"I understand how difficult their job is, too, so we have to be understanding sometimes as to what they go through. Whatever they do, they're going to do what's best for the team, and at the end of the day, that's what matters."
Manager John Farrell confirmed that Wednesday's game against the Brewers would be a "bullpen day," but as of the first pitch on Tuesday, Farrell still didn't know who was going to start.
That decision was contingent on how deep Tuesday's starter Jesse Chavez went and which relievers were needed to finish the game. Villanueva said he doesn't care what Farrell and the other coaches ask of him, including a possible start.
"For me, starting in the first inning, I prepare the same way," Villanueva said. "I'm not very different. I'm not going to be all quiet and focused because you know what, if you want me to throw the ball, I told them, 'Give me the ball and I'll start.'
"It's not that big of a deal to me. I'll prepare myself, go over the lineup and let's do it. I've been doing this for a while now. I understand what I can do, and if I'm out there, hopefully the team knows they have a good chance of winning the ballgame, and that's all I care about."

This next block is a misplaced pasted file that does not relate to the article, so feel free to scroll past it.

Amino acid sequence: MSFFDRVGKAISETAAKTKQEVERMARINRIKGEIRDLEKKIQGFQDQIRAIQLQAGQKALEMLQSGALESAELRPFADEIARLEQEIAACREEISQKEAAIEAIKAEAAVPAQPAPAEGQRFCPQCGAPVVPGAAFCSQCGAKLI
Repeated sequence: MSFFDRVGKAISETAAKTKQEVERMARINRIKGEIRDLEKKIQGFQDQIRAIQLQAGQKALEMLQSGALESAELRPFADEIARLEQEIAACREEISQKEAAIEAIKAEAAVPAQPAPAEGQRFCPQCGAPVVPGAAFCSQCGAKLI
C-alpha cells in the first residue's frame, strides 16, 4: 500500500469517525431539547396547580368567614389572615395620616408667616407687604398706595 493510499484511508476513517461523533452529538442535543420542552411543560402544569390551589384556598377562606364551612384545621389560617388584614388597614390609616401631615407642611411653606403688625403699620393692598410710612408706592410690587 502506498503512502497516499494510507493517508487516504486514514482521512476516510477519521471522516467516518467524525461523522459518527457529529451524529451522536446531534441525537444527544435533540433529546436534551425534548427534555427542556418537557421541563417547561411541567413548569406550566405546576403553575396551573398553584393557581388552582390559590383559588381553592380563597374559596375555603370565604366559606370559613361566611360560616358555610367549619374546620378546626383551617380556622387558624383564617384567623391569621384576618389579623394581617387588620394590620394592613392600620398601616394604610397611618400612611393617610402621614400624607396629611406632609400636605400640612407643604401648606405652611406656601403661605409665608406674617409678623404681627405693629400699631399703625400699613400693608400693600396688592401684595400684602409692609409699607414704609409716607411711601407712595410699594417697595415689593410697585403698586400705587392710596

Villanueva, who entered Tuesday with a 3.48 ERA and 32 strikeouts in 31 innings, previously spent five seasons in Milwaukee. There, he made his mark as a flexible pitcher who could throw five innings or close out a game.
He also said he learned from former Brewers closer Trevor Hoffman to respect the game and take advantage of every opportunity that presents itself, no matter the capacity. That lesson is something he's shared with his new team and bullpen mates, and is important to remember as the Blue Jays work through their injury issues.
"I wouldn't want to hear anybody being selfish or complaining, because I'll be the first to guy to make sure that they shut their mouth," Villanueva said. "We work together as a unit, and we go out there and prepare and we do whatever we have to do complete the game whatever way we can."